Academic Leadership: The Online Journal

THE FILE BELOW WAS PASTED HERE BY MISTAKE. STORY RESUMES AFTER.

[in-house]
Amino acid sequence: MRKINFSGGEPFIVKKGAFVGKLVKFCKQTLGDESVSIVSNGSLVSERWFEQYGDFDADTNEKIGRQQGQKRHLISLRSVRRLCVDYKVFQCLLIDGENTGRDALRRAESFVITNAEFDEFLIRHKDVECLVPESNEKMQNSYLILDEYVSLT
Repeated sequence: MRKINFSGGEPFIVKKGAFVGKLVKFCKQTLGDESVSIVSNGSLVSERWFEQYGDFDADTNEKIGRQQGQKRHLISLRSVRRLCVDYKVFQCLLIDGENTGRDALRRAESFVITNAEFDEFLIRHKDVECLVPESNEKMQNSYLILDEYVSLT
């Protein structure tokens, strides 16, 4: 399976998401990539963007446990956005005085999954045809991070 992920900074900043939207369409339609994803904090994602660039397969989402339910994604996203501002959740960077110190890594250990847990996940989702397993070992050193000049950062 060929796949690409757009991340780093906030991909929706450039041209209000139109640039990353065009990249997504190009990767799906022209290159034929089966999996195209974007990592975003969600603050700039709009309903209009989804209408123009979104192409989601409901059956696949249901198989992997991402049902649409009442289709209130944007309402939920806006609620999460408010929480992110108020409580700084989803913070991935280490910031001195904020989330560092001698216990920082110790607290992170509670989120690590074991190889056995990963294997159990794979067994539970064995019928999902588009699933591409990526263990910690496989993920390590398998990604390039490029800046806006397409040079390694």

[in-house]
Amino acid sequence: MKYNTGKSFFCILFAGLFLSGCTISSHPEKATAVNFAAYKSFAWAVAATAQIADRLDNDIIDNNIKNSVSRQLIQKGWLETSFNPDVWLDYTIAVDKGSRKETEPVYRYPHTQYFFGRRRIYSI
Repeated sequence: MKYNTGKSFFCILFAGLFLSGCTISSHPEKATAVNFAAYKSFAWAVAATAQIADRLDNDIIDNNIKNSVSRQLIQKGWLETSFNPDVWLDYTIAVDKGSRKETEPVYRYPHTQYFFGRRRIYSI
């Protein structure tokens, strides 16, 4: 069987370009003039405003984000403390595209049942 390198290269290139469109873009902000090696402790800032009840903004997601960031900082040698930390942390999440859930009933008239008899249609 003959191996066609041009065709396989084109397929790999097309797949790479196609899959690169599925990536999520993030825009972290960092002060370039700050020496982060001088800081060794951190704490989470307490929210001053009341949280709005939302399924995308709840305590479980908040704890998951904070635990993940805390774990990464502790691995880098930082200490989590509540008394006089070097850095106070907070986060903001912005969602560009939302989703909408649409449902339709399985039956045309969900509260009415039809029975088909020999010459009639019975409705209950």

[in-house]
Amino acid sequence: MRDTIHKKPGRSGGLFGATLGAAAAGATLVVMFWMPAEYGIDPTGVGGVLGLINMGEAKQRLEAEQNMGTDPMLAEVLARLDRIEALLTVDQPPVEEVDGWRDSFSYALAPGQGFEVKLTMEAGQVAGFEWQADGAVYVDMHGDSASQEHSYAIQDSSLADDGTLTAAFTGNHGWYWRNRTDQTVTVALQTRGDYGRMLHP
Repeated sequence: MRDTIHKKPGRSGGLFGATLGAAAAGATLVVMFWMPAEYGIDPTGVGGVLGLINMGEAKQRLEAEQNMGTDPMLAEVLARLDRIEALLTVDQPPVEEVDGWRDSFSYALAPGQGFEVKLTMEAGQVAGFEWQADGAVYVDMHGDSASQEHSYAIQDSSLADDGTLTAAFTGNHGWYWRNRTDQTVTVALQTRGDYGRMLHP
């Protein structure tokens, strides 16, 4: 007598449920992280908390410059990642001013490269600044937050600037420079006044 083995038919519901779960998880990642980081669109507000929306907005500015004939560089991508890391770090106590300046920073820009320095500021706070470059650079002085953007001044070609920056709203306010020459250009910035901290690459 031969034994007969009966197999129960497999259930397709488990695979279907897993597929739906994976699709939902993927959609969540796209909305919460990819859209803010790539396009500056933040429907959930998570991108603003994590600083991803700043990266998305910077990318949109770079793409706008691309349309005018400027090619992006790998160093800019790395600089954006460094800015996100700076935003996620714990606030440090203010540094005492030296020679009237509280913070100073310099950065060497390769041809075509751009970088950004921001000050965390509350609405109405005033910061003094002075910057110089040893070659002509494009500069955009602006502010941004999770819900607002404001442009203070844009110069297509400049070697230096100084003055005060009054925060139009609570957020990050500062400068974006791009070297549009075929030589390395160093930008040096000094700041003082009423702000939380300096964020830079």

“No issue has captured the interest and imagination of the American public more than the subject of ethics, particularly in relation to leadership in the public sector” (Rebore, 2000, p.v). One of the most universal questions in educational leadership is “What is the relationship of ethics as it relates to educational leadership?” The answer can be very complex. Many authors who have written on the subject of ethics in educational leadership have tried to answer this question. All major branches of ethics must be considered when attempting to answer this question. These branches include metaethics, normative ethics, applied ethics, moral psychology, and descriptive ethics and how each relates to the moral dimension of leadership. Research suggests that ethical leadership remains largely unexplored offering researchers opportunities for new discoveries and leaders opportunities to improve their effectiveness. In treating the subject of ethics as it relates to educational leadership, the material and argumentation Rebore uses in The Ethics of Educational Leadership (2000) in this text are organized in such a way that they support Standard Five of the Interstate School Leaders Licensure Consortium (ISLLC) Standards for School Leaders and help answer this very question. Standard Five of the ISLLC states that a school administrator is an educational leader who promotes the success of all students by acting with integrity, fairness, and in an ethical manner (ethical leadership).